good news for readers

I was very excited today to find out that the Women’s Review of Books, which suspended publication in December 2004, has acquired new funding, and will be relaunching in January 2006.

I can’t tell you the number of books by women that I discovered through the WRB. Without them, I would have been late to the Marjane Satrapi party, for sure. Ditto Sarah Water’s excellent novel, Fingersmith. They were also responsible for introducing me to Ayelet Waldman (yes, before she achieved blogiverse infamy). And of course, their reviews of academic books, particularly biographies of women I’d never learned about in history, opened up a whole new world to me.

I’d guess that the percentage of books on my Powell’s wishlist that came from the WRB is in the neighborhood of 80%, and when they shut down late last year, I remember thinking to myself, ‘now where on earth am I going to find out about new women writers?’

I read the Times Book Review section every week — it’s the first part of the Sunday Times that I turn to, and I read that even in a week when I don’t read anything else in the paper. But you know what? They don’t review that many books by women. And when they do, they’re generally reviewing books that I’ve heard about elsewhere first.

It’s said that men don’t often read women writers, but that women will read books by women and men. Often, I find myself in a bookstore or a library with a stack of books in my hand, and they’ll all be written by men. It’s easy to think that chick lit is the only thing out there written by women–chick lit, and romance novels, and fantasy. But the truth of the matter is that there are great women writers putting out new books every day. We just don’t hear about them as much. And I’m not saying this to disparage chick lit–I own a copy of every Jennifer Weiner novel, and I’ll keep buying them as long as she keeps writing them. But I know from reading her blog, that Jennifer has her own frustrations with the Times’ reviewing practices.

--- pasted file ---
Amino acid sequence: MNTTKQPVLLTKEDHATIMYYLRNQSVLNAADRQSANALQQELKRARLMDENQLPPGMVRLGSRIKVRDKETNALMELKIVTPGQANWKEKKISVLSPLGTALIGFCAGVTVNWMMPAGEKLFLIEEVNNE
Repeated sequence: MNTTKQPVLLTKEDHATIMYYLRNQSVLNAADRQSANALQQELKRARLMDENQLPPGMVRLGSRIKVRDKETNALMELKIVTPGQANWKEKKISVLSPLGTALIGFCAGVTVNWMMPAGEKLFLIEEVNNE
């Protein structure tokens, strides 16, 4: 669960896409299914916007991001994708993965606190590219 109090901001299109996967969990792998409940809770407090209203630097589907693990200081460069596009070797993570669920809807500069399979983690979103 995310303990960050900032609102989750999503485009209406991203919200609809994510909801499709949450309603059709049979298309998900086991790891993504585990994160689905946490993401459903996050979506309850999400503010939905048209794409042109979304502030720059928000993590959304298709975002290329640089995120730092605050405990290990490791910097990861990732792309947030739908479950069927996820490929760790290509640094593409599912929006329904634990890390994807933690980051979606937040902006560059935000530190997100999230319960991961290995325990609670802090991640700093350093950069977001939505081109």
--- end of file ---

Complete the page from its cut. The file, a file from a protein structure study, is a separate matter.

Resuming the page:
One of the things that I worry about in introducing the Bee to chapter books is that often, those books have a boy as the central character in order to make sure that they will be read by both boys and girls–essentially the argument is that since boys won’t read books about girls, but girls will read books about boys, we’ll just keep writing books with boys as the main character.

I know that for myself as a girl, I was just as interested in reading Encyclopedia Brown, or the Three Investigators series as I was in Nancy Drew or Little Women. And I know that things have gotten better for girls as readers. But I think it’s no accident that the biggest seller of kids’ books around right now has a boy as the central character. (Incidentally, for those looking for a mystical story centered on a girl, check out Phillip Pullman’s His Dark Materials series.)

So I’m happy to see that the WRB will come back to life. Happy for my own reading life, because I know that it means that I’ll find some more great women writers I wouldn’t have heard about otherwise. And happy for those women writers, because I know that their work will be more likely to succeed.


August 10, 2005. books for grown-ups. 7 comments.